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Egypt: A Mass of People, Innovation and Hope
I was speaking to an Egyptian diplomat, wondering about the future of Egypt.
He asked what I thought of Egyptian high-tech.
“It is very promising” I responded. I truly believe it is.
He told me a common Egyptian saying: “When you enter Egypt, you should know that there are a lot like you.” What he meant was that no matter who or what you are, Egypt is big enough to have many people just like you, regardless of whether you are rich, poor, intellectual or business-focused.
Even if you're one of those rare Arab web entrepreneurs, you’ll still find many more in Egypt, as I did. There is something profoundly humbling and optimism-inducing about this, as it speaks to the promise of Arabic language Internet innovation.
As the founder of WebTeb, I was already well aware of Egyptians having many talents; my medical portal startup had already hired content and social media experts from Egypt, who were not cheap (also good news).
Mix n' Mentor
When I visited Egypt to attend MedHealth Cairo 2013, the annual Arab Hospital Federation conference, I encountered a familiar face: it was Habib Haddad from Wamda, who I have spoken to before, but never face to face. Habib convinced me that I should postpone my flight back home and attend Wamda’s Mix n’ Mentor (MnM) event in Cairo.
I was pleasantly curious. Palestine doesn’t present many opportunities to network with other Arab entrepreneurs. The event was at the Swiss Club Cairo, a mythological Egyptian club, with restaurants, play yards, gardens and a space for culture, education and entertainment. The minute I stepped in, I remembered the Egyptian diplomat’s words, there were a great many young people, from many backgrounds, from Cairo, Giza, Alexandria... Almost all of them were in their mid-twenties to mid-thirties, sitting on bean bags (which reminded me of the weight I need to lose…).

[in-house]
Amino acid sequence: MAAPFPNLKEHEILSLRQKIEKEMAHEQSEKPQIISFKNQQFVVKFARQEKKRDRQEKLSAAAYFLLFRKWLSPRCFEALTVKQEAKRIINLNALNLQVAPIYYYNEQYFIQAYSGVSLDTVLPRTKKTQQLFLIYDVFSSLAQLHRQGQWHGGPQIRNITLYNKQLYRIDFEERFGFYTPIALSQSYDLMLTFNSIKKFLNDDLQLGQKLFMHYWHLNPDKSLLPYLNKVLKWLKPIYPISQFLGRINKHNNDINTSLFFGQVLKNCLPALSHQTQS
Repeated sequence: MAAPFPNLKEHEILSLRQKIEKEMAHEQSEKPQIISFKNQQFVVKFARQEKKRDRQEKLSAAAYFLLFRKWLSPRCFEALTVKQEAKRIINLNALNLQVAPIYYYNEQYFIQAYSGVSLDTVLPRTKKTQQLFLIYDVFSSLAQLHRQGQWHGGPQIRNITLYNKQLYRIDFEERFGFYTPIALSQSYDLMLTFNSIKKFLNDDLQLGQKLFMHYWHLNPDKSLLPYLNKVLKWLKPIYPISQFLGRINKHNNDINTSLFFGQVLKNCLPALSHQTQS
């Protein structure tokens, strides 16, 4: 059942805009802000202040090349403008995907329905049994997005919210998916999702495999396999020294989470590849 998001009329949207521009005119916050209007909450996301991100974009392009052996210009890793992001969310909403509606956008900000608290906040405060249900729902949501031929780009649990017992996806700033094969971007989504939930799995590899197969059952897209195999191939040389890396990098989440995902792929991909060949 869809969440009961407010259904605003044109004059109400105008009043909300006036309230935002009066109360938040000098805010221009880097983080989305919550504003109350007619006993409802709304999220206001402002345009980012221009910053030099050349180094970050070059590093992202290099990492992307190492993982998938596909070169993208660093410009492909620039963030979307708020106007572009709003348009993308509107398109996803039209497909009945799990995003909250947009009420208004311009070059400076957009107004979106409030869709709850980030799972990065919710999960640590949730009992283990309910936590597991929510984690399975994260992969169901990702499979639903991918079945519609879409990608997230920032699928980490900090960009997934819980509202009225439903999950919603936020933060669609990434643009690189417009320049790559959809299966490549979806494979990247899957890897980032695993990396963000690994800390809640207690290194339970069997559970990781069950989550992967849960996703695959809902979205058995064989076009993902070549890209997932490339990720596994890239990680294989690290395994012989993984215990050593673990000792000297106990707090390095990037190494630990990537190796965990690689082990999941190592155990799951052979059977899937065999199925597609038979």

The event itself was well-organized and the whole Wamda team was there, actively engaging entrepreneurs in discussion, seeking their opinions and doubts. Wamda made sure the entrepreneurs were not alone, surrounding them with people from Google, Microsoft, Qualcomm, PayPal and even Mike Butcher from TechCrunch. One thing applies in every culture and language: the unique passionate look of the entrepreneur that continues to excite me.
The sessions were about team building, marketing and the ultimate session: fund raising. Fund raising always looms large in these events, which seems to me to obscure what’s really important: building a great company and a great product. I do agree that funding is a very important issue but I have the feeling that sometimes entrepreneurs treat it as an obstacle by solely focusing on availability of funds, rather than on ideas, product development, global expansion and team building.
Building the Ecosystem
I was happy to hear that Wamda intends to have a similar MnM event in Ramallah, Palestine; the topics won’t be much different, and it is encouraging to know that we share more or less the same problems as in Egypt, emphasizing that the Arabic language Internet is a big market with unlimited opportunities.
I’m looking forward to meeting Habib, Nina, Walid, Roland, Fares, and the others in Ramallah. These events are needed to build the tech ecosystem in the region. Funding will come too, once more success stories (like Maktoob) become common, increasing investor appetite.
And to the Egyptian diplomat, I have an answer: the Egyptian future looks very promising. Egypt’s treasure is its people. If the government can make it easier for these great men and women by facilitating investments in Egypt, you’ll get what Egypt deserves- a better life for its people.
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